Now is the time when heirloom gardeners start getting their vegetable gardens ready for Winter. This is not just the end of this season, it is a time to lay the ground work for a good start to next year’s successful heirloom garden! New gardeners among us will wonder what they need to do to finish things off when their harvest is complete for the season.
Once you have picked all the heirloom produce that’s left in your garden, get things wound down for the year by cleaning up the beds. Taking time in the Fall to clean up a bit, makes getting the garden ready in the Spring a whole lot easier, and kicks things off to a good start next year. Continue reading Getting your Garden Ready for Winter
“Start at the very beginning, a very good place to start”
Few of us start with good soil, but we can all build it. Turning poor soil into plant-friendly soil is not difficult to do, once you understand the components of healthy soil. Using gardening methods which improve rather than hurt the soil play a huge part in successful gardening.
Organic Gardening: The basic “Why’s” and “How’s” of growing organic.
Organic gardening was for a while seen as something only the super health-nuts or hippies did. But, not so anymore, we are all becoming aware that the methods of gardening with chemicals that have become popular in recent generations are no healthier than the awful stuff called margarine. The more research that has come out showing the terrible side effects of synthetic fertilizers and the chemicals in commercial pesticides and herbicides, the more we realize, the hippies had something there! Funny thing, though, organic gardening is really not so recent as all that. Thousands of years of gardeners before us grew only with organic methods. Here we’ll delve a bit into the whys of going organic, and a couple starting points to begin with if you aren’t already on the bandwagon.
Flavor, flavor, flavor! One of the first reasons people grow open-pollinated or heirloom seeds is the flavor. Hybrids are bred for many characteristics such as uniformity (in shape or harvest time), high yields, withstanding rigors of transport, etc. But, sadly in the breeding process the desirable characteristics like flavor and nutritional value suffer. There’s truly nothing as delicious as a sun-ripened home-grown heirloom tomato. You tomato lovers out there know just what I mean when I say we suffer each winter, waiting for the first delicious tomatoes of the next garden season. 🙂
Question: I am looking at starting my garden and collection of Heirloom Non-GMO Seeds but want to ensure they are Non-GMO and Heirloom. In looking through your seeds for sale, some specifically say that and others do not. Are ALL of the seeds Heirloom Non-GMO seeds or only the seeds labeled that way in the description?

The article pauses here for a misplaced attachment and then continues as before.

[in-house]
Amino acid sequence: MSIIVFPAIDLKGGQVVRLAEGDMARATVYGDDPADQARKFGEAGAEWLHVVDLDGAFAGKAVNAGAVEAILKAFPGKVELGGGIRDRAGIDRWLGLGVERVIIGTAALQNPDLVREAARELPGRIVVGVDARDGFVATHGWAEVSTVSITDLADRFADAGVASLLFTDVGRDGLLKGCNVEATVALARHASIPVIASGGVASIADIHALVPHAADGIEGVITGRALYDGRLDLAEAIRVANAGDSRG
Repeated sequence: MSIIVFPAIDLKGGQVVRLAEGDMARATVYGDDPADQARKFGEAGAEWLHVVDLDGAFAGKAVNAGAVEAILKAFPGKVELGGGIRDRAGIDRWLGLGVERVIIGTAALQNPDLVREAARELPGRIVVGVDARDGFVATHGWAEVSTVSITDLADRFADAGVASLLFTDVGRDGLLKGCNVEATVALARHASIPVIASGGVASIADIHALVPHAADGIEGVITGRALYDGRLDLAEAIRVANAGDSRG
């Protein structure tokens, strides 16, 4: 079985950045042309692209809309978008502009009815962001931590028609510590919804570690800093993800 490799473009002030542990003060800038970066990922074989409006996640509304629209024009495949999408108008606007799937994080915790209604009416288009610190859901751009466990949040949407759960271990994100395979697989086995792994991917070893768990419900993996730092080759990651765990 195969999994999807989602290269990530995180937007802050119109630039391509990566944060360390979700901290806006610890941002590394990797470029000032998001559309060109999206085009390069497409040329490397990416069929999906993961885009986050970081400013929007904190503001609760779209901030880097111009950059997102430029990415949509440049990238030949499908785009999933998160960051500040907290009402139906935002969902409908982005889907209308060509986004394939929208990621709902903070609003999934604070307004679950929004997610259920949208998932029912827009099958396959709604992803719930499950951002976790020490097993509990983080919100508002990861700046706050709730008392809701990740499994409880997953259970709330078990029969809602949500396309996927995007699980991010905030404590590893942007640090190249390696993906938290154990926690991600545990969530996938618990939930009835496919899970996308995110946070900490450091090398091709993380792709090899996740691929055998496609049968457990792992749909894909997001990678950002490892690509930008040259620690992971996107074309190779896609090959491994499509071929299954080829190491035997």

Companion planting in your Heirloom / Open Pollinated vegetable garden can be a great asset when it comes to gardening. Whether the pairing has been confirmed by research studies or is simply part of companion planting tradition we’re not sure, but this list is some of what we could find. Here are some companion plantings you may want to try, with information on the type of interaction.
Whether you are an experienced Open Pollinated / Heirloom vegetable gardener or you have finally decided that you are ready to graduate from window boxes, planting a vegetable garden requires planning. A properly planned and planted vegetable garden will naturally resist disease, deter insect pests, and be healthy and hardy. With the spring planting season fast approaching, winter is the ideal time to get started.
Does rainwater from your neighbor’s property drain onto your Heirloom / Open Pollinated vegetable garden? Is your Heirloom / Open Pollinated Vegetable garden on a slope so that water rushes off and is lost to the vegetable plants, taking soil with it? Is your Heirloom / Open Pollinated vegetable garden on a steep slope where you want to plant perennials, shrubs, or azaleas? If so, you should think seriously of planting on the contour or perhaps building a terrace.
Jill Samuelson and Dan Drost Utah State University
Open Pollinated / Heirloom New Zealand spinach is a warm season alternative to regular spinach that does well in hot, dry conditions. Soak seeds in water for 24 hours prior to planting to hasten germination. Seeds should not be planted directly outside until after the last frost date, or start transplants inside 3-4 weeks prior to the last frost. Plant seeds ½ inch deep in loose, fertile soil that has had organic matter incorporated prior to planting. Space plants 3 feet between rows, and every 12 inches after thinning within rows. Although Open Pollinated / Heirloom New Zealand spinach is drought tolerant, water consistently for the best flavor. Fertilize frequently with a high nitrogen fertilizer. Mulches and row covers can help in starting plants outside earlier. Mulches also help with weed control and retaining soil moisture. Leaves should be harvested frequently to encourage new, lush growth. Cut the tips and eat raw or cooked.
Danielle D. Treadwell and Mickie E. Swisher Florida State University IFAS Extension
Organic food and other organically produced products are available to consumers in a variety of retail outlets, and the quantity and diversity of organic food and other organically produced products increases every year. The information that appears on an organic label is variable and depends on the percent of certified ingredients, as well as the manufacturer’s or supplier’s desire to advertise the product as organic. Thus, organic product labels can be difficult for consumers to interpret. In addition, many consumers lack a clear understanding of the regulatory significance of products bearing the United States Department of Agriculture’s “USDA Organic” label.
Romy Krueger and Robert McSorley Florida State University IFAS Extension
Nematodes are usually microscopic in size and are classified as unsegmented worms, belonging to the Phylum Nematoda. Plant-parasitic nematodes are a concern for growers of agricultural or Open Pollinated / Heirloom vegetable garden crops. These plant-parasitic nematodes will mainly feed on the roots of plants. A few kinds will feed on foliage but this not common. Many other kinds of nematodes are present in the soil as well. These include decomposers, predators, insect parasites, and animal parasites. Some nematodes are aquatic and do not affect terrestrial plants. Other nematodes act as decomposers, predators, and insect parasites. In farming systems, nematode predators and parasites of insects are beneficial, while nematode parasites of animals and plants are considered pests in agriculture. Beneficial nematodes that